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Actress Irene Papas (1926-2022)


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Irene Papas, the formidable 5-foot-10-inch Greek actress and singer who appeared in films and on stage and television for more than half a century, died Wednesday -- 11 days after her 96th birthday. The cause of her death has not been revealed, but she is said to have been diagnosed with Alzheimer's disease. 

Her death in Greece was confirmed by the country's ministry of culture in a statement: "Majestic, stately, dynamic, Irene Papas was the personification of Greek beauty on cinema screens and on the stage, an international star who radiated Greekness,” said culture minister Lina Mendoni. "With the power of her talent and the charm of her personality, she conquered the world of cinema and theater."

Papas, born Irene Lelekou in Chiliomodi, a village near Corinth, Greece, attended the Royal School of Dramatic Art in Athens, where she studied dance and singing. She graduated in 1948 and began a career in the Greek theater. She was discovered in Greece by the Academy Award-winning filmmaker Elia Kazan, and she began appearing in films in 1948. 

From 1947 to 1951, she was married to the the film director Alkis Papas. Three years after the divorce, she became involved with the actor Marlon Brando. In 1957, she married the film producer José Kohn, but the marriage was annulled. 

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Papas co-starred with James Cagney in the 1958 screen Western "Tribute to a Bad Man," which was directed by Robert Wise. She appeared as Jocasta Constantine, the mistress of the title character -- a powerful Wyoming rancher played by Cagney.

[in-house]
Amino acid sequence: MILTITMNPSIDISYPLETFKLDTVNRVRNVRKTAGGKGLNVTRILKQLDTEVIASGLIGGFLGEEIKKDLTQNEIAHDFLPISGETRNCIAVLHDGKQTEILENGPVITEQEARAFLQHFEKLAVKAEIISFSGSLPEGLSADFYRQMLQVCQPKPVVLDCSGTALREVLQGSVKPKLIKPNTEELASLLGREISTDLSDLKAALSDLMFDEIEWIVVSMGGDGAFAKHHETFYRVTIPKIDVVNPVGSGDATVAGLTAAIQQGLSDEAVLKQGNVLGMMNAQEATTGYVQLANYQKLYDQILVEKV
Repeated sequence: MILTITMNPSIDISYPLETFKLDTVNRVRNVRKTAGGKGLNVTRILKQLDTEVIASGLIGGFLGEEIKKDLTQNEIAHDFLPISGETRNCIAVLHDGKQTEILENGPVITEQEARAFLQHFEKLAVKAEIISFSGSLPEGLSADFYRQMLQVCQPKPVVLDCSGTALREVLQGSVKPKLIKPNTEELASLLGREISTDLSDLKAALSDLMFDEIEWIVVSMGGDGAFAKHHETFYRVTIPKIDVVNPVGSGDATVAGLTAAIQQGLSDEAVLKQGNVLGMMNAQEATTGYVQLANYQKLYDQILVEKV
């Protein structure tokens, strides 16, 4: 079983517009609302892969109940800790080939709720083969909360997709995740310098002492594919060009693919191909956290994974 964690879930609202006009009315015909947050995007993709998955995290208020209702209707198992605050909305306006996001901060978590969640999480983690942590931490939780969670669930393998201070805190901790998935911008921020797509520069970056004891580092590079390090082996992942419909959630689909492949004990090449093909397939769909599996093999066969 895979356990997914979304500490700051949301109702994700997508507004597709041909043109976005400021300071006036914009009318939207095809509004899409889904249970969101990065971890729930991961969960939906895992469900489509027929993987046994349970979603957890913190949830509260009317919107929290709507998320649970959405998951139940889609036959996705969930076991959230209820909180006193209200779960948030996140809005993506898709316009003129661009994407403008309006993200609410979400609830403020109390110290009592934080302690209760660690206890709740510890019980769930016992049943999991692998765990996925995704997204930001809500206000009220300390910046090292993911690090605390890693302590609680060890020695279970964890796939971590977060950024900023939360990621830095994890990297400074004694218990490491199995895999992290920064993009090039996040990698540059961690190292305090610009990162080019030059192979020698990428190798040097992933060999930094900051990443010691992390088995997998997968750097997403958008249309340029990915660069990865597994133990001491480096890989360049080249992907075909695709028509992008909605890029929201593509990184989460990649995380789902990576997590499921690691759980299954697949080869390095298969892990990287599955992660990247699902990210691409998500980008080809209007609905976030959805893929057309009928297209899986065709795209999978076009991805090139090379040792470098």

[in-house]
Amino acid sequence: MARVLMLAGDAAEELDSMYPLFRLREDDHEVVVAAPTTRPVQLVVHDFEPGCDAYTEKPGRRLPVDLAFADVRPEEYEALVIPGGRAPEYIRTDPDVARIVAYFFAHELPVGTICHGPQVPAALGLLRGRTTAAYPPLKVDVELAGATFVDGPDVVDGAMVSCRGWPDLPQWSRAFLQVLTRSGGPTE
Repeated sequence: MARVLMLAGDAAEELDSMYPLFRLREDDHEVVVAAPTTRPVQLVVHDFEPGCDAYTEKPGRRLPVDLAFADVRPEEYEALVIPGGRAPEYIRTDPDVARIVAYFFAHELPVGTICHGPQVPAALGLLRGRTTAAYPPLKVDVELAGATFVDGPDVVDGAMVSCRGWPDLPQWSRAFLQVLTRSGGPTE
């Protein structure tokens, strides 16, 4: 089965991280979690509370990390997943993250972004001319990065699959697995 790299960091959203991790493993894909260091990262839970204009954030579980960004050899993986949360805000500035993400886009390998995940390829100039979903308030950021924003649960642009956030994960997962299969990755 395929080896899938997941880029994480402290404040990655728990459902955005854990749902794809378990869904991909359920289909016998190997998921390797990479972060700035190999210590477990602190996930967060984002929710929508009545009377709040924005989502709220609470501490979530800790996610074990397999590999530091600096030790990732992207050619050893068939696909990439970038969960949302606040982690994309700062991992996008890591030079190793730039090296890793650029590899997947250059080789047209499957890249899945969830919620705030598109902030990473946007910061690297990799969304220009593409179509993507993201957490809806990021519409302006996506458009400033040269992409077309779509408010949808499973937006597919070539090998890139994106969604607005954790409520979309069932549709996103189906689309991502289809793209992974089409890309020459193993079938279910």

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Papas was one of the international stars of "The Guns of Navarone" (1961), the great World War II action film based on the novel by Alistair MacLean. Directed by J. Lee Thompson ("Cape Fear"), the drama also starred Gregory Peck, David Niven, Anthony Quinn, Sir Stanley Baker, Sir Anthony Quayle, James Darren, Peter Grant,  Gia Scala, James Robertson Justice (also the opening narrator), Richard Harris, Bryan Forbes and Walter Gotell. The film received seven Academy Award nominations, including Best Picture and Best Director. It won for its special effects by Bill Warrington and Chris Greenham. The fictional story revolved around the exploits of a special group of Allied commandos. Led by Major Franklin (Quayle), a British commander, the group's assignment was to knock out two well-protected radar-controlled guns on the Aegean island of Navarone. Germans used the large weapons, stationed in an impregnable fortress, to keep Allied naval ships at bay. Papas would co-star with Quinn in several other films.

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The 1964 mystery  film "The Moon-Spinners" -- Hayley Mills' penultimate Walt Disney film -- featured Papas as the owner of a hotel in Crete and mother of a teen son (Michael Davis). Mills played Nikky Ferris, who rented a room at the inn with her  aunt (Joan Greenwood) and became involved in intrigue with a fellow Brit (Peter McEnery). Directed by James Neilson ("Summer Magic," "The Scarecrow of Romney Marsh"), the drama also starred Eli Wallach and Pola Negri (in her final film appearance).

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Papas attained international stardom with her performance in "Zorba the Greek, the 1964 drama -- also set on the island of Crete --that provided the two-time Oscar winner Quinn with his favorite screen role. She co-starred as "The Widow," a desirable woman  who suffered a tragic fate. Directed by Michael Cacoyannis ("The Day the Fish Came Out," "The Trojan Women"), the film was based on the 1952 novel by Nikos Kazantzakes. The film won three Oscars: Best Supporting Actress (Lila Kedrova), Best Black-and-White Cinematography (Walter Lassally) and Best Black-and-White Art Direction-Set Decoration (Vassilis Photopoulosz). Quinn received his second Best Actor nomination for his performance. Cacoyannis (real name: Mihalis Kakogiannis) was nominated for three awards: Best Picture, Best Director and Best Adapted Screenplay.